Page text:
The card template constrains writing a caption that is concise and impressive. However, the different cards have to narrate technical research or academic papers. How not to come across as too didactic though? I think I found a good balance by adopting a sarcastic rhetoric (people actually laughed at the playtest, to my surprise), lightening the tone, and inserting a few cards just for the lol.
A side note: it’s not easy to be light-hearted about dramatic issues - e.g. the exploitation of mines in Congo. In this regard, I like to quote what Roland Barthes stated in Mythologies:
What I claim is to live to the full the contradiction of my time, which may well make sarcasm the condition of truth.
The ambiguity of producing this kind of educational game is that you are designing a “fun engine” and you want to use it to do something that is not, at least not for everyone, immediately funny, namely learning boring, complex, abstract stuff. Since the project’s inception, I thought about the board game format as a contingency to explore but not as the main focus of the project. The latter remained in the research material and our desire to transmit this bundle of knowledge. Consequently, we decided to keep the game system simple and enrich the game world to give it more immersivity.
Without indulging too much in details (come to the next playtest!), Tech Collapse occurs in a collapsed society in a remote future (200 years from now), where the digital world is disrupted and forgotten. Players - organized in teams - impersonate a gang of scavengers that is on the hunt for the lost knowledge of the Internet. While they try to patch together the different techniques and concepts from the past, two paths open up: the Adaptionist (green cards) and the Extractivist (red cards). The different teams explore a building - the board - and collect cards - the knowledge - reaching a different vision of the future. The board also presents some numbered tiles representing accidents and surprises that can occur in the exploration of the ruins: from a broken door to a hidden secret passage, these tiles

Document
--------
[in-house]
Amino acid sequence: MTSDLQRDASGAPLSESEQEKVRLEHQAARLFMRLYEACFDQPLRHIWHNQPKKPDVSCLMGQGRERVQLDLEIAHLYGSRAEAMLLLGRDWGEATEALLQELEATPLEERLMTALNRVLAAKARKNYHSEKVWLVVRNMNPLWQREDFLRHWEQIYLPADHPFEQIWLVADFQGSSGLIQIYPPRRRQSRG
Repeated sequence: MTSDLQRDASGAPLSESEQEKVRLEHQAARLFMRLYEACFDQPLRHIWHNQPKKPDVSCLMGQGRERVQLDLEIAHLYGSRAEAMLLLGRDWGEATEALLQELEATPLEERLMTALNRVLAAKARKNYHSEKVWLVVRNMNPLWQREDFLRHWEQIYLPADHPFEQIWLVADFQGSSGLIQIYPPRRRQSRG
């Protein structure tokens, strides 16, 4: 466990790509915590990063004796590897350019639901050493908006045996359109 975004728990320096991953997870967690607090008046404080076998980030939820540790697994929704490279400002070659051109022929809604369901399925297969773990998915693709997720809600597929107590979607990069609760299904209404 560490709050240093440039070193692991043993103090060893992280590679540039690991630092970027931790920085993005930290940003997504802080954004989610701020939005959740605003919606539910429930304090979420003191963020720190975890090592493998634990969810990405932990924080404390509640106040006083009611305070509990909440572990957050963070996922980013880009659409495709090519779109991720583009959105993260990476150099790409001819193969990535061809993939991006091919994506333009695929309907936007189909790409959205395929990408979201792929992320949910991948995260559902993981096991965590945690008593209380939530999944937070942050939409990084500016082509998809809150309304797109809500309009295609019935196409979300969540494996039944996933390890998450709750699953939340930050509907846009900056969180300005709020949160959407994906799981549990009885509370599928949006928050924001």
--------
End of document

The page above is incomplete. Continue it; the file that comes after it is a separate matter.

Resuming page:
Efficiency or sustainability? A low-tech adaptation, or a merciless extractivist approach? The knowledge you gain today will shape the world of tomorrow
At the end of the game, players will have to speculate a possible future scenario based on the cards that they collected (and the ones that were discarded). It was lovely to see groups of people that don’t know each other or that are not knowledgeable about these topics confabulate together and imagine the future while elaborating critical thoughts on the present.
Besides me and Anna, this project required the help and professionality of other friends. The art direction of the project was taken over the last month by my friend Giorgio Craparo, who upgraded the design of the cards and the board to the next level and overviewed the whole printing process. Matteo Gevi and Alessio Straub, two good nerdy friends, helped in smoothing the game’s rules, and Jeein Shin preciously edited the various texts. Thanks also to offline, the space that hosted us in Berlin, a new cultural space intersecting hackers, artists, and activists.
What the future looks like (August - ?)
After this first test, we like to open source our game design process, engage with new people and expand the project. Many elements need refinement and the game rules need to be more adapted and tested
This text is our first step forward, telling our part of the story so far. If you like to be engaged or just to stay updated, you can join the Telegram group at this link. We’re looking for illustrators, writers, game designers, board game nerds, green computation researchers, and generally curious individuals!
Also, if you like to support the game’s development as well as this newsletter, now you can make a donation on ko-fi to help us ^^